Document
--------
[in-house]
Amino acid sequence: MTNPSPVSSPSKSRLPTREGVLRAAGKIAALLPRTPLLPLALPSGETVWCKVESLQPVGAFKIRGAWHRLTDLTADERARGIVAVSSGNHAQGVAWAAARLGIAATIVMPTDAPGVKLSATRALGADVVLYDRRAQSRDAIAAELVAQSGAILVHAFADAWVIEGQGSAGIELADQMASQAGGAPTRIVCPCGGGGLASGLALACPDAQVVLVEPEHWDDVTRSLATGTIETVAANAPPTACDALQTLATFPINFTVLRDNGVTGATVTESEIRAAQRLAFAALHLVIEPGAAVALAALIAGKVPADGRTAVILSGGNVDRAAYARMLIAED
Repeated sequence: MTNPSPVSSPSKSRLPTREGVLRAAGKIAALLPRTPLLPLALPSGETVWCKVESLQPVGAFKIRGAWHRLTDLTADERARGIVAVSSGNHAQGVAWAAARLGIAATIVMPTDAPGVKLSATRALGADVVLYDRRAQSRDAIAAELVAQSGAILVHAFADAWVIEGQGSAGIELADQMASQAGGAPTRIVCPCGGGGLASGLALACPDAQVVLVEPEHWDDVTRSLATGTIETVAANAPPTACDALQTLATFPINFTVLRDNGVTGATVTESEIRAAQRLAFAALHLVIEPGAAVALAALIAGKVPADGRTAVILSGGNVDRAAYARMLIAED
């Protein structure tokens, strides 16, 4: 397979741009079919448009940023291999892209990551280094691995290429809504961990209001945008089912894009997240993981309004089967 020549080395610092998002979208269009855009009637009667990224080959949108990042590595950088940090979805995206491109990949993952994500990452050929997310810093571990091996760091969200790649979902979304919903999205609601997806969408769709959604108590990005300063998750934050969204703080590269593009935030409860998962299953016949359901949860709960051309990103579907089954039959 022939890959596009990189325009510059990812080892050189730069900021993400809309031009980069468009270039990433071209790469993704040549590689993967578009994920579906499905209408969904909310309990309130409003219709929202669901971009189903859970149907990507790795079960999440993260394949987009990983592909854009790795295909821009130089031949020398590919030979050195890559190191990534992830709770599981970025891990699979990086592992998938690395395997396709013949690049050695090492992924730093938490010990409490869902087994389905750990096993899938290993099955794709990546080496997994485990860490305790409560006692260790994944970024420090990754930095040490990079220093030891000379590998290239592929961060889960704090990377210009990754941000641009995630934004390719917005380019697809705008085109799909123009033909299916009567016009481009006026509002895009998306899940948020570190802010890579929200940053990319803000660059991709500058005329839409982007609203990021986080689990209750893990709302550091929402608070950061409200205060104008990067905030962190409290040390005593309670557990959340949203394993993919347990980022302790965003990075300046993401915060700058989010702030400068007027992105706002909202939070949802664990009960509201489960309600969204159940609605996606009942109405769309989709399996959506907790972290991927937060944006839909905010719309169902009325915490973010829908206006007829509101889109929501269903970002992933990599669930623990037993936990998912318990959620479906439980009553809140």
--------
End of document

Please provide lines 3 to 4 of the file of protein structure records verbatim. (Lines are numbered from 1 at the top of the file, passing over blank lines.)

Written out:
Repeated sequence: MTNPSPVSSPSKSRLPTREGVLRAAGKIAALLPRTPLLPLALPSGETVWCKVESLQPVGAFKIRGAWHRLTDLTADERARGIVAVSSGNHAQGVAWAAARLGIAATIVMPTDAPGVKLSATRALGADVVLYDRRAQSRDAIAAELVAQSGAILVHAFADAWVIEGQGSAGIELADQMASQAGGAPTRIVCPCGGGGLASGLALACPDAQVVLVEPEHWDDVTRSLATGTIETVAANAPPTACDALQTLATFPINFTVLRDNGVTGATVTESEIRAAQRLAFAALHLVIEPGAAVALAALIAGKVPADGRTAVILSGGNVDRAAYARMLIAED
């Protein structure tokens, strides 16, 4: 397979741009079919448009940023291999892209990551280094691995290429809504961990209001945008089912894009997240993981309004089967 020549080395610092998002979208269009855009009637009667990224080959949108990042590595950088940090979805995206491109990949993952994500990452050929997310810093571990091996760091969200790649979902979304919903999205609601997806969408769709959604108590990005300063998750934050969204703080590269593009935030409860998962299953016949359901949860709960051309990103579907089954039959 022939890959596009990189325009510059990812080892050189730069900021993400809309031009980069468009270039990433071209790469993704040549590689993967578009994920579906499905209408969904909310309990309130409003219709929202669901971009189903859970149907990507790795079960999440993260394949987009990983592909854009790795295909821009130089031949020398590919030979050195890559190191990534992830709770599981970025891990699979990086592992998938690395395997396709013949690049050695090492992924730093938490010990409490869902087994389905750990096993899938290993099955794709990546080496997994485990860490305790409560006692260790994944970024420090990754930095040490990079220093030891000379590998290239592929961060889960704090990377210009990754941000641009995630934004390719917005380019697809705008085109799909123009033909299916009567016009481009006026509002895009998306899940948020570190802010890579929200940053990319803000660059991709500058005329839409982007609203990021986080689990209750893990709302550091929402608070950061409200205060104008990067905030962190409290040390005593309670557990959340949203394993993919347990980022302790965003990075300046993401915060700058989010702030400068007027992105706002909202939070949802664990009960509201489960309600969204159940609605996606009942109405769309989709399996959506907790972290991927937060944006839909905010719309169902009325915490973010829908206006007829509101889109929501269903970002992933990599669930623990037993936990998912318990959620479906439980009553809140």